Trading trash: why the U.S. won't sign on to the Basel convention.

Abstract

Environmentalists worry that hazardous wastes produced in industrialized nations are being dumped in cash-starved developing countries--the countries with the least political or economic clout to resist and the fewest resources for managing these toxic imports. Imported waste can pose a serious threat to the health of human populations and ecosystems if not managed appropriately. In 1989, the international community initiated efforts to reduce the flow of hazardous wastes from industrialized countries to developing countries by drafting a treaty known as the Basel Convention on the Control of Transboundary Wastes and their Disposal. The convention's mission is to strictly regulate the international transfer of hazardous wastes and to ensure that wastes are managed and disposed of in an environmentally sound manner. Although the United States supports the convention in theory, it remains the only industrialized country within the Organization for Economic Cooperation and Development yet to ratify it. However, legislation drafted by the Clinton administration that is soon to go before the 106th Congress could make the United States a party to the convention.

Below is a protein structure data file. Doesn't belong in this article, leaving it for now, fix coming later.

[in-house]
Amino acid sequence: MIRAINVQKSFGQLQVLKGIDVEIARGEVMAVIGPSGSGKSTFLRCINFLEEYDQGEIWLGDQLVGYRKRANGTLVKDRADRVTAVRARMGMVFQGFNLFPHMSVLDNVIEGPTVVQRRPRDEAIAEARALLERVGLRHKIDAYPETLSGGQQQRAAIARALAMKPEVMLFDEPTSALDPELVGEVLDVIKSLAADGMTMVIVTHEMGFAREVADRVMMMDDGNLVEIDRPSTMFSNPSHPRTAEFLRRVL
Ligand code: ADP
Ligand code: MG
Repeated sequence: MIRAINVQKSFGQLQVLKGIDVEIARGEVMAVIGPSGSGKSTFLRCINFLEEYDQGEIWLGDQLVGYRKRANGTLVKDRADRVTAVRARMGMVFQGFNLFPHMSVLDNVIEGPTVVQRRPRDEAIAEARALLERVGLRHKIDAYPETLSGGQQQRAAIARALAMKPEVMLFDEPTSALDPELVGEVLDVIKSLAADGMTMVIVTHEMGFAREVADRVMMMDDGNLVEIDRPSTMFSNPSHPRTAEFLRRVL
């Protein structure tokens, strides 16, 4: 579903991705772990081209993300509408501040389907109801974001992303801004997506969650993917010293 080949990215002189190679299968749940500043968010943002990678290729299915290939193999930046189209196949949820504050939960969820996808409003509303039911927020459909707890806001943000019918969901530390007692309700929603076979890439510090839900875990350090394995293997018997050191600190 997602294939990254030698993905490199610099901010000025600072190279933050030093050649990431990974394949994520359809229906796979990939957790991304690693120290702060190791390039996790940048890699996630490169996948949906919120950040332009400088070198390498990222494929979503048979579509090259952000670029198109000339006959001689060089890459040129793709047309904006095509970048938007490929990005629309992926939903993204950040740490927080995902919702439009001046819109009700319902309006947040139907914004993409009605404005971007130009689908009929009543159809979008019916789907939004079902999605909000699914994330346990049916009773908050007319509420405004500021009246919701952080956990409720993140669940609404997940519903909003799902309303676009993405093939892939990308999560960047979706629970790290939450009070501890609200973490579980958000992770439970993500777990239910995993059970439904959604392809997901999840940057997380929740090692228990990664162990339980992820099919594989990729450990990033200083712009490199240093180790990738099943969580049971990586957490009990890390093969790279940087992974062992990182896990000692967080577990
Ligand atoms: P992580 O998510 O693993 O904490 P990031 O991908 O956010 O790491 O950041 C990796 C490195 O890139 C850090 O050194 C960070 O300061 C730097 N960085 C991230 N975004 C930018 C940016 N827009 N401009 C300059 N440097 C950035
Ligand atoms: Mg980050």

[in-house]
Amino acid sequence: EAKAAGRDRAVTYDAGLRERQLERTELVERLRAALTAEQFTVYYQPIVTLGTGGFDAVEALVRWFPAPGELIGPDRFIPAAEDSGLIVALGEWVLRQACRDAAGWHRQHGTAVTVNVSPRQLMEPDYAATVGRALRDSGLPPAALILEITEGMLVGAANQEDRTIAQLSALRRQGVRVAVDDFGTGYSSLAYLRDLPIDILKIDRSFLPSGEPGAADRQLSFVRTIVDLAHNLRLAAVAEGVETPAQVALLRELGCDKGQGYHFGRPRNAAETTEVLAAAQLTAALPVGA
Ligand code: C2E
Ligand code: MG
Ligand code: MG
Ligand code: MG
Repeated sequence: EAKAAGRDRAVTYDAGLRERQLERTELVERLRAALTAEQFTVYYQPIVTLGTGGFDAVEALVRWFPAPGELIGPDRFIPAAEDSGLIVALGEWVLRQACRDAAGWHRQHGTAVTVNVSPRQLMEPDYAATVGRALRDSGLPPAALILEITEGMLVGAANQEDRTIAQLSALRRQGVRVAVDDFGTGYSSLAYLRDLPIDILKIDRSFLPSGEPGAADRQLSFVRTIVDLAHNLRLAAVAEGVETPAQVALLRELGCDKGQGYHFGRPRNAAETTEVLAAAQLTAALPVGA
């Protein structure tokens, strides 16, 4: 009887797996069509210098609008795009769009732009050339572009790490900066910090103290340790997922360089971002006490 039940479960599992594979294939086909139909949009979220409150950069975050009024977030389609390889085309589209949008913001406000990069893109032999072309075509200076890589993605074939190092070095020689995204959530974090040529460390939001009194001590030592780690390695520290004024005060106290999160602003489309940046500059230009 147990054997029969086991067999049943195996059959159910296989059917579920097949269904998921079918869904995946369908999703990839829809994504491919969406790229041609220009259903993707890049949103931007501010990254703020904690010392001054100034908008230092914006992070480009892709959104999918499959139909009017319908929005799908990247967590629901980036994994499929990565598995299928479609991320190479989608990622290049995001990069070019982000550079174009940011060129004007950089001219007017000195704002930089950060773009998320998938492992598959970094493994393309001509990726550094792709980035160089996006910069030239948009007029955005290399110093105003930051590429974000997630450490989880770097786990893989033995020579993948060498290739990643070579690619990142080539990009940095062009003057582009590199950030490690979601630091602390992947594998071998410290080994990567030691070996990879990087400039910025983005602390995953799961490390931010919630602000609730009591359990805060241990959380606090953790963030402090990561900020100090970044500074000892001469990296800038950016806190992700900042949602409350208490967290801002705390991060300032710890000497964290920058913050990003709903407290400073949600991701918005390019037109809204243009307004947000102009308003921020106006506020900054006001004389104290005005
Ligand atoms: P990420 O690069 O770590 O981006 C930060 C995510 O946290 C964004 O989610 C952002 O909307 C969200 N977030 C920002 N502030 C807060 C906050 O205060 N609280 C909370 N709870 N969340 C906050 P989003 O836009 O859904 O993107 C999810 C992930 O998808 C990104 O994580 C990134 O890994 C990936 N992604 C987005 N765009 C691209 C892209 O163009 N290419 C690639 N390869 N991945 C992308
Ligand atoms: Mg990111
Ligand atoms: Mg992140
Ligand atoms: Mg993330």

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Cite this paper

@article{Schmidt1999TradingTW, title={Trading trash: why the U.S. won't sign on to the Basel convention.}, author={Charles W. Schmidt}, journal={Environmental Health Perspectives}, year={1999}, volume={107}, pages={A410 - A413} }